In this “Organize Wednesday” series, I will be sharing the products and ways that I’ve found to organize my crafting supplies. The focus of this blog series will be on the storage solutions and organization products that I’ve found work for me. Everyone has different ways of working, so probably not everything that works for me will work for you, but I do hope that this information will help you to find what organization methods and products help you to organize your crafting supplies.
In this second blog post in the series, I wanted to talk about 12×12 Paper Storage and Organization but quickly found that there was just too much for one blog post. So, let’s just start by talking about 12×12 Paper Pads. I’ve never been happy with how difficult it is to find paper in my craft room. Paper can be very heavy and whether you store it horizontally or vertically, it can be challenging to try to sift through your paper to find for what you need for a project.
I have a serious addiction to paper and I’ve been collecting it for over 20 years. So organizing my paper sometimes seems like an impossible task. I love watching YouTube videos to see how other people store and organize their crafty stuff. And, when I’m having problems with something in my craft room, that’s the first place I go for help.
I’ve been watching Janet’s YouTube videos at RTS Scrapbooking since she started her channel last year. Janet created an awesome organization series last summer called “Summer Space Shape Up”. And, she has some really amazing organization videos. One of her videos was dedicated to how she organized her 12×12 Paper Pads. Here’s a link if you want to watch Janet’s video (Paper Pad Party // Organizing 12×12 Pads).
I also love watching Totally Tiffany’s YouTube video and I own a the Totally Tiffany Scrap Rack (which I love). I’ve learned so much from watching both RTS Scrapbooking and Totally Tiffany and if you don’t already watch their videos and you are interested in organization that you check them out on YouTube.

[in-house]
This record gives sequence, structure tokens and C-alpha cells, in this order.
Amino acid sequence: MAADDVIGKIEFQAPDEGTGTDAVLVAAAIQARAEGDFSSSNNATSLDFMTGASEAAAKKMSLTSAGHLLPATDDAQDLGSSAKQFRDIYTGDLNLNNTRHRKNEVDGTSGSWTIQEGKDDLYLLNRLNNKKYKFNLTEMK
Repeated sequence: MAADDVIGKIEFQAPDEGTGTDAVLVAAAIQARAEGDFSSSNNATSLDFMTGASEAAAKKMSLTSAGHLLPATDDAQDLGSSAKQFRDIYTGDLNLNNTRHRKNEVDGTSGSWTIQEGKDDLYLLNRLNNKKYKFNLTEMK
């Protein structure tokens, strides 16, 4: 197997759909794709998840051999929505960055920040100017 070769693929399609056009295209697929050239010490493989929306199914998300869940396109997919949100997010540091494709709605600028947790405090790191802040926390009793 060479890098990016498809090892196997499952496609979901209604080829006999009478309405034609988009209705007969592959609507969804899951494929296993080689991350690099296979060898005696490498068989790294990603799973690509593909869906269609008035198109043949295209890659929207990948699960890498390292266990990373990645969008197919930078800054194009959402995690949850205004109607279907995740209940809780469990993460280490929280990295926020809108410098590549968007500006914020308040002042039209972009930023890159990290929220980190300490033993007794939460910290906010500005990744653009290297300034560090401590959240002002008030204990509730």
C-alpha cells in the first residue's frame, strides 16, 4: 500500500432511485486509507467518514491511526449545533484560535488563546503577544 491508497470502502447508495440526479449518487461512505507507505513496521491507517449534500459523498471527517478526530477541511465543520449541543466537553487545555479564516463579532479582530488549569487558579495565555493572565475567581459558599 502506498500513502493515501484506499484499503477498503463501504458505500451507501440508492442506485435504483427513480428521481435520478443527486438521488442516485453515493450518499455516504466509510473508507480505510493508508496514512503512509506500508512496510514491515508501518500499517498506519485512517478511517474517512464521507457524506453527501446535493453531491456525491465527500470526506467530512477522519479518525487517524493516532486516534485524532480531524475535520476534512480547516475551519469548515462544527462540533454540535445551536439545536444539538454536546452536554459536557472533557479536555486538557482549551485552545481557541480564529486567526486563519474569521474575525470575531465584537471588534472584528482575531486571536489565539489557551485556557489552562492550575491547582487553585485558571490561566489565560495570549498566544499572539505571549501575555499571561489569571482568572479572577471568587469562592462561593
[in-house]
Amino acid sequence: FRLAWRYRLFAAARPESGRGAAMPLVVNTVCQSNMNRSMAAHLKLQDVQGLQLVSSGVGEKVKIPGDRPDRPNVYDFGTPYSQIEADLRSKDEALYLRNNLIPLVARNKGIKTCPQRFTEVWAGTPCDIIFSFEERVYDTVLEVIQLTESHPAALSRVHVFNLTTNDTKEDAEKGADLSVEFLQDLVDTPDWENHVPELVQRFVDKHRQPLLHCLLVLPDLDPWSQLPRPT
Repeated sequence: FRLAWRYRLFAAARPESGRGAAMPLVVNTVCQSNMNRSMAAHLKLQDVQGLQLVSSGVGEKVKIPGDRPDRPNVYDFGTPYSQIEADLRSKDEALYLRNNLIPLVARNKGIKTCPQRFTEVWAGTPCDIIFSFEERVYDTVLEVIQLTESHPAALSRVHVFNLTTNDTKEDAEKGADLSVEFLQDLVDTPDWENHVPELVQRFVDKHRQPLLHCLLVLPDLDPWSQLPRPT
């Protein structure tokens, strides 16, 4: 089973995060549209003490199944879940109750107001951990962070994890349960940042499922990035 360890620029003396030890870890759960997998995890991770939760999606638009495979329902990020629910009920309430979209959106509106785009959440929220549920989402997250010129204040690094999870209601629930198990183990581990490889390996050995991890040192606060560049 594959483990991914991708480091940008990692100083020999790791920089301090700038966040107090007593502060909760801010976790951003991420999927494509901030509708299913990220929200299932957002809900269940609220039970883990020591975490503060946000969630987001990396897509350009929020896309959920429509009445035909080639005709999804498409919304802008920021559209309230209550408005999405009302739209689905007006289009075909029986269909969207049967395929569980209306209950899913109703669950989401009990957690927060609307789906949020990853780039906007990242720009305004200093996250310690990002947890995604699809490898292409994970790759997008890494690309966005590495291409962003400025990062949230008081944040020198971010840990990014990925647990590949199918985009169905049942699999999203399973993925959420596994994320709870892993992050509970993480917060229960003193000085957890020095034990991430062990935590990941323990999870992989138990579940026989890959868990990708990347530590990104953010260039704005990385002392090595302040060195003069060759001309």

After watching Janet’s 12×12 Paper Pad Party Organization video (several times!!!), I realized that my storage ideas and organization weren’t bad but I was missing one very key thing that would really make finding things in my craft room so much easier. That key thing was using a Visual Reference System. I had actually heard the concept first when I watched a Totally Tiffany Embellishment Organization video (Embellishment Organization Challenge with Totally-Tiffany) but didn’t realize at the time that this was the one thing that I was missing from my organization that would take my craft room to the next level until I heard it again from Janet.
Now keep in mind that the Visual Reference System that works for Janet or the one that works for me, may not work for you. I think it’s important to take this idea of a Visual Reference System and find what works for you. I will try to break this into 3 steps to hopefully make it easier to try to explain.
I know this blog post is getting long, but just bear with me … (or, if you don’t like to read or I’m not making sense, I would highly encourage you to watch the two videos (linked above) that were my inspiration).
Step 1 – Create a Visual Reference and a Reference Guide
The first step in creating a Visual Reference System for your 12×12 Paper Pads is to create a visual representation of each paper pad and include it in a Reference Guide (or Inventory Catalog). Janet printed a picture of her paper pads on 4×6 photo paper (2 per photo) and then put them on binder rings. I thought that was an awesome idea but I thought it would be a little small for me, and I wanted to make mine larger. Here’s a picture of one of the pages in my Reference Guide.
I decided to use a 5″x5″ picture of each of my paper pads. Well, it’s actually 4 7/8″ x 4 7/8″, but let’s just call it 5″x5″. You can make your pictures any size that works for you. I thought this size would be large enough to easily see what’s on the paper pad and two fit on 8.5×11″ paper. Most of my pictures were not 5″x5″, so I just resized each picture in Microsoft Word before I printed them out.
You can snap a picture of each of your paper pads, but I found it easier to download pictures from manufacturer’s websites, shopping websites or google image searches. For the few that I couldn’t find an available image, I took pictures with my phone.
Once you have printed all your pictures, you will need something to bind your Reference Guide together. Janet used two binder rings. Instead of using binder rings, I decided to use some discs from an old happy planner just because I had them available and I thought it would make it easier to flip through.